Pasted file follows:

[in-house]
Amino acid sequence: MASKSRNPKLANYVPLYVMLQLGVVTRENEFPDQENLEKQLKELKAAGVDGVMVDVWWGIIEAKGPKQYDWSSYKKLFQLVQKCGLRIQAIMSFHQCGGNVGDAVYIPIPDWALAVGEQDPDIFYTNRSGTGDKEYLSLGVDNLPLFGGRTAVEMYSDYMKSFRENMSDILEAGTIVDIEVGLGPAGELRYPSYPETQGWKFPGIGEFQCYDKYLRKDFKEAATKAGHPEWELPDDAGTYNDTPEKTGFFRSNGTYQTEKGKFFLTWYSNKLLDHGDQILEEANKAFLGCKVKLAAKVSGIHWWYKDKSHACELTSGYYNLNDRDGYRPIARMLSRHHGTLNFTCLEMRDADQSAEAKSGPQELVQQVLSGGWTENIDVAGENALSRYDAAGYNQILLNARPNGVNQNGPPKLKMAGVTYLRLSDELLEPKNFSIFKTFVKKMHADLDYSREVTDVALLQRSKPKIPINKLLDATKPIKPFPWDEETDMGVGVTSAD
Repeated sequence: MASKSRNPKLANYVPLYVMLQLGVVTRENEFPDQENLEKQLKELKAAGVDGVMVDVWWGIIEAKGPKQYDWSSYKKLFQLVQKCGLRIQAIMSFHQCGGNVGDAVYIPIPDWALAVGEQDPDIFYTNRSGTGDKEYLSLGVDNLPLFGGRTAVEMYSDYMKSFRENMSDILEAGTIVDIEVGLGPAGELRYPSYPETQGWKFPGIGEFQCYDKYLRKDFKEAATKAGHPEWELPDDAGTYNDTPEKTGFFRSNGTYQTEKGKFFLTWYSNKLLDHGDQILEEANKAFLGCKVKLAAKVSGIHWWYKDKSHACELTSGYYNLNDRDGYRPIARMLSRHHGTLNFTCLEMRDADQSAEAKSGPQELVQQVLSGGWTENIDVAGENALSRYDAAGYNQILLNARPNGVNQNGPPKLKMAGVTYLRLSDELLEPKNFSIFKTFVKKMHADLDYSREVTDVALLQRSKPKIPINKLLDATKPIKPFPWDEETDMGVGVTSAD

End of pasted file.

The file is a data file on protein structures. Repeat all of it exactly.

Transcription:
[in-house]
Amino acid sequence: MASKSRNPKLANYVPLYVMLQLGVVTRENEFPDQENLEKQLKELKAAGVDGVMVDVWWGIIEAKGPKQYDWSSYKKLFQLVQKCGLRIQAIMSFHQCGGNVGDAVYIPIPDWALAVGEQDPDIFYTNRSGTGDKEYLSLGVDNLPLFGGRTAVEMYSDYMKSFRENMSDILEAGTIVDIEVGLGPAGELRYPSYPETQGWKFPGIGEFQCYDKYLRKDFKEAATKAGHPEWELPDDAGTYNDTPEKTGFFRSNGTYQTEKGKFFLTWYSNKLLDHGDQILEEANKAFLGCKVKLAAKVSGIHWWYKDKSHACELTSGYYNLNDRDGYRPIARMLSRHHGTLNFTCLEMRDADQSAEAKSGPQELVQQVLSGGWTENIDVAGENALSRYDAAGYNQILLNARPNGVNQNGPPKLKMAGVTYLRLSDELLEPKNFSIFKTFVKKMHADLDYSREVTDVALLQRSKPKIPINKLLDATKPIKPFPWDEETDMGVGVTSAD
Repeated sequence: MASKSRNPKLANYVPLYVMLQLGVVTRENEFPDQENLEKQLKELKAAGVDGVMVDVWWGIIEAKGPKQYDWSSYKKLFQLVQKCGLRIQAIMSFHQCGGNVGDAVYIPIPDWALAVGEQDPDIFYTNRSGTGDKEYLSLGVDNLPLFGGRTAVEMYSDYMKSFRENMSDILEAGTIVDIEVGLGPAGELRYPSYPETQGWKFPGIGEFQCYDKYLRKDFKEAATKAGHPEWELPDDAGTYNDTPEKTGFFRSNGTYQTEKGKFFLTWYSNKLLDHGDQILEEANKAFLGCKVKLAAKVSGIHWWYKDKSHACELTSGYYNLNDRDGYRPIARMLSRHHGTLNFTCLEMRDADQSAEAKSGPQELVQQVLSGGWTENIDVAGENALSRYDAAGYNQILLNARPNGVNQNGPPKLKMAGVTYLRLSDELLEPKNFSIFKTFVKKMHADLDYSREVTDVALLQRSKPKIPINKLLDATKPIKPFPWDEETDMGVGVTSAD